Recent statistics on the cost of college from the Trends in College Pricing 2015, published by the College Board, detail one of the major problems facing students and families paying for higher education.
Since 2005, the average public four-year-cost of attending college has increased 40%, or 3.4% above the average inflation rate.
The average published fees for in-state public school for a four-year program, including tuition, fees and room and board charges is $19,548. The average published out-of-state college cost is $34,031. The average private non-profit, four-year cost is $43,921.
The result of this increase is that student debt is now the second largest sector of borrowing in America behind home mortgages. Currently, the total amount of student debt is over $1.3 trillion dollars, and in 2016, the graduating student has an average loan balance of $35,000.
It is important for students and parents to understand the Financial Aid process with the overall goal of lowering their Expected Family Contribution (EFC) and minimizing their net out-of-pocket cost. The Six Steps of the Financial Aid Process are:
- File for Admission
- File for Financial Aid
- Review the Student Aid Report (SAR)
- Review and Compare Awards
- Appeal Awards
Your ability to maximize this process starts with understanding and completing the Free Application for Federal Student Aid (FAFSA). The information on FAFSA, which details the Adjusted Gross Incomes and assets of both the parent and the student, will determine your Expected Family Contribution or how much the family can expect to pay towards college. This can be in the form of current savings or investments, loans, or cash flow from current earnings.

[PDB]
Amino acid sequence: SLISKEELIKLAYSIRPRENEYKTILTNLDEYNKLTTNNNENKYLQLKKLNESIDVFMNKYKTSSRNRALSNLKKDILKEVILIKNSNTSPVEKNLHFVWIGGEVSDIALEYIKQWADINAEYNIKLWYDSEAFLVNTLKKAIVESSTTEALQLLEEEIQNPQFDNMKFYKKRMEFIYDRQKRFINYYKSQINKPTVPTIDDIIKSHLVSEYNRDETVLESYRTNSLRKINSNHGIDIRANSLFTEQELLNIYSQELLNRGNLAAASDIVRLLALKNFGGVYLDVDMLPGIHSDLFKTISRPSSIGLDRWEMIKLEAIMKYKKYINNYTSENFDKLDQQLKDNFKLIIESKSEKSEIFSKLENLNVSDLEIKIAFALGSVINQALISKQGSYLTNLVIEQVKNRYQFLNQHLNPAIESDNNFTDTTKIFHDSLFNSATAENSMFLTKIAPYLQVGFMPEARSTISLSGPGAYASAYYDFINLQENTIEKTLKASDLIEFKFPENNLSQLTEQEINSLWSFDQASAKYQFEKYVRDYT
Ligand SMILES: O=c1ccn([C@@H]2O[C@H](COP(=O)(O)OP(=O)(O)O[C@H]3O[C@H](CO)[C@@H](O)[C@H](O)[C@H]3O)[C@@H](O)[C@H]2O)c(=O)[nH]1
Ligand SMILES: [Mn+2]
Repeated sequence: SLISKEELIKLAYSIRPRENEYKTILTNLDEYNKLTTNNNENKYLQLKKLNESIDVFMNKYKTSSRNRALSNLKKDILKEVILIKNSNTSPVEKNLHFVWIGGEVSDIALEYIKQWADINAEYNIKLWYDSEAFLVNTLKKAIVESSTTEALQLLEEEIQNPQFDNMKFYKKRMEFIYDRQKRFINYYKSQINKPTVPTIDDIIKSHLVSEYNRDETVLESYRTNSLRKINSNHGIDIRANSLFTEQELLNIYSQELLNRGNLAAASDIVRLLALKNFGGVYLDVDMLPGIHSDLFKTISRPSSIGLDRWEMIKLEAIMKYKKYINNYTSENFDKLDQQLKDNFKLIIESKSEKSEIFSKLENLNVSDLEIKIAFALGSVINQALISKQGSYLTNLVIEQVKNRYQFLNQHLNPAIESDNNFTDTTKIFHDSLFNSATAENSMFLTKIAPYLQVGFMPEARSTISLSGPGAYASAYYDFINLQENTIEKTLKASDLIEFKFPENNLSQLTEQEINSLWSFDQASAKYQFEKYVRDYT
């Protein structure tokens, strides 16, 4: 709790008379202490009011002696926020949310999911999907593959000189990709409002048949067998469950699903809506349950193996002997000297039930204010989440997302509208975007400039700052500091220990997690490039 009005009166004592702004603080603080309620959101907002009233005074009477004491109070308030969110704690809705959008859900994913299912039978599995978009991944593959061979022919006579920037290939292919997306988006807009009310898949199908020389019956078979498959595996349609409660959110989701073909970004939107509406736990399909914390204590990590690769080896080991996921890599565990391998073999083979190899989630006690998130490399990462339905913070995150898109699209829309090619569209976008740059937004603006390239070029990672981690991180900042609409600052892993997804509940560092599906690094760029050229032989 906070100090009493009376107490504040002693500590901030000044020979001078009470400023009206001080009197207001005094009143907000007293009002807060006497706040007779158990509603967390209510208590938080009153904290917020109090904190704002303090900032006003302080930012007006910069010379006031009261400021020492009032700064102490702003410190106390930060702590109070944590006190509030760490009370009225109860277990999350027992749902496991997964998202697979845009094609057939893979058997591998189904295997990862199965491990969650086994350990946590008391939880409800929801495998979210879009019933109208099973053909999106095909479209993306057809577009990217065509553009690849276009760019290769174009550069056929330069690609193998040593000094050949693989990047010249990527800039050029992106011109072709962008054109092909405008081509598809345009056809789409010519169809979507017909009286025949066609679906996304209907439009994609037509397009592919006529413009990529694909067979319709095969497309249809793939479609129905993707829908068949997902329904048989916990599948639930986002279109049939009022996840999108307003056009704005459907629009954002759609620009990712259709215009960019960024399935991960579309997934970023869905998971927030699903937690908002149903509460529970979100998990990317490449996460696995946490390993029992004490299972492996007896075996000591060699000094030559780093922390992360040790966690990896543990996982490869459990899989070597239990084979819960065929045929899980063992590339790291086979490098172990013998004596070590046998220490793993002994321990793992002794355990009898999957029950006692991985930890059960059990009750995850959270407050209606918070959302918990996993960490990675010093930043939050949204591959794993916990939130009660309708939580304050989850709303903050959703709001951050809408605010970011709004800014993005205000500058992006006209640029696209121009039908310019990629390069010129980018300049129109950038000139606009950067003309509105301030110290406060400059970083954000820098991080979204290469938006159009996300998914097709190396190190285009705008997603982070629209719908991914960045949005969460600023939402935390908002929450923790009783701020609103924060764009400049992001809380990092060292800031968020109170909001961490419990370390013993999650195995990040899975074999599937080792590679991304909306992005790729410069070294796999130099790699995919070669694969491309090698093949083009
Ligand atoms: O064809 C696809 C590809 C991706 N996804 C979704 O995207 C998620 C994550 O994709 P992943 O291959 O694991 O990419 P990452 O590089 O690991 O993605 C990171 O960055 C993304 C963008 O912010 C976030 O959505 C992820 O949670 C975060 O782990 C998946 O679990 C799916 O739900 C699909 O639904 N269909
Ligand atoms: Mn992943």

Recent changes in how the EFC is calculated include an 85% decrease in the amount of parental assets that are not assessed in this calculation. In 2005, for a 45-year-old parent, the amount of assets protected from assessment was $44,300. In 2016, amount that is reduced to $6,300. Also, distributions from a 529 savings plan owned by someone other than the student or parent, a grandparent for example, is treated as a resource to the student, and the result is a dollar-for-dollar decrease in the amount of aid available to the student based on the amount distributed.
Today, the optimal time to start college planning is when the student is in the 9th grade. But even if your student is enrolled in college now, there may still be strategies you can implement that will lower your EFC over the coming years.
To avoid these pitfalls and to maximize your college savings, discuss options with your Allegheny Financial Group adviser.
Author: Steve Kutlenios, CFP®, CFA®, CCPS® | Allegheny Financial Group | May 2016
Allegheny Financial Group is a Registered Investment Advisor. Securities offered through Allegheny Investments, LTD, a registered broker/dealer. Member FINRA/SIPC. The above comments are provided for discussion purposes only and are not meant to be an offer of any specific investment or tax advice.